11. It doesn't add up... says:

    Perhaps also worth drawing attention to this story

    The grid wants to be able to switch off solar parks and wind farms when there is excess generation that risks over-voltages and burnout of appliances., or causing grid power to flow only in restricted routes that might compromise their capacity and lead to meltdowns and blackouts. Expect the importance of this to grow if embedded generation returns to the subsidy gravy train. The motivation for cutting subsidies from previous generous levels was in large measure to prevent this problem.

  12. oldbrew says:

    In this case, the drawback is the intermittency of generation. This intermittency cannot maintain the inertia necessary to keep the grid at 50 hertz.

    So the greater the percentage of renewables, the greater the risk of a grid failure. And what do the net zero nutters advocate? More renewables, less fuel burning power stations. Hello???

  13. It doesn't add up... says:

    In this case the intermittency of renewables during a period of Dunkelflaute meant that NW Europe was relying on SE Europe to keep the power flowing, because they were getting next to nothing from wind and solar relative to normal levels and it was cold so demand was above normal. So when the transmission lines started flipping out through cascaded threats of overload, NW Europe was suddenly left very short of power (hence the “demand response” power cuts), while SE Europe had to shut down capacity quickly because they couldn’t export it. There was actually plenty of inertia in NW Europe, which only saw a modest frequency dip for a 6.3GW supply loss. The power surplus in SE Europe was relatively larger, and hence the bigger upward frequency excursion – but again, it is perhaps unrealistic to expect them to have to cope with such a large loss of demand. Again, they were not renewables dependent and there was plenty of inertia for normal operations.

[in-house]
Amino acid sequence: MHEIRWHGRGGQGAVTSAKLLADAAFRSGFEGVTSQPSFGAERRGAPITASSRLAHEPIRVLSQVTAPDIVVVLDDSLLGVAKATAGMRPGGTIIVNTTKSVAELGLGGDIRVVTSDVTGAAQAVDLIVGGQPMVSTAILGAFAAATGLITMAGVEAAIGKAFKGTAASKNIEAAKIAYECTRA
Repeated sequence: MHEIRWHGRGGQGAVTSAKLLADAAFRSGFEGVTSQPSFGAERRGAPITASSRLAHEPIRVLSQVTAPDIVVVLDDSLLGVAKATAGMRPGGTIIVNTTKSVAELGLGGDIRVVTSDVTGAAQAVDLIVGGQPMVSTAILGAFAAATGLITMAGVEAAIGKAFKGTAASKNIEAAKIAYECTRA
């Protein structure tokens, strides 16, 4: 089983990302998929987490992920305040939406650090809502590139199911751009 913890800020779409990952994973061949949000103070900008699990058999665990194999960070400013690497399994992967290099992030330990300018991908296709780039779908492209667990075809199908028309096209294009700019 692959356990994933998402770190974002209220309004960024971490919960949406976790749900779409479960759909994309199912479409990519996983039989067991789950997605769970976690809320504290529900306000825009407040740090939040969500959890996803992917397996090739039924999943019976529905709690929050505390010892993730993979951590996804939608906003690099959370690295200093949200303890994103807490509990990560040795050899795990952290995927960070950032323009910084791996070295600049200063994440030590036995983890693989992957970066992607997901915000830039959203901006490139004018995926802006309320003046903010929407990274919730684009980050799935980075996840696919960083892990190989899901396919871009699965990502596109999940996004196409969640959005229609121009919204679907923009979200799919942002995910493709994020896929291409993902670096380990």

It was the long distance reliance on imports due to lack of renewable generation that gave rise to the problem.

  14. oldbrew says:

    The EU talks up renewables and waffles about a ‘climate emergency’, but buys more gas from Russia – if the pipeline gets completed.
    – – –
    Update: The UK will have similar grid frequency issues. But tonight wind is struggling, giving less power than imports.

  15. It doesn't add up... says:

    Perhaps I should have said due to the lack of generation more generally. This is a problem that will get worse the more dispatchable coal and nuclear capacity is shut down to appease the green gods. The solution is also clear: power cuts.

  16. oldbrew says:

    Net Zero fiasco: Nuclear winter for Britain as power plants close
    Date: 31/01/21 The Sunday Times

    “The reality is that nuclear capacity will come off before it is replaced, which means carbon emissions will go up or won’t come down.”
    – – –
    More grid instability too. What’s the priority: ‘carbon’ emissions or keeping the lights on?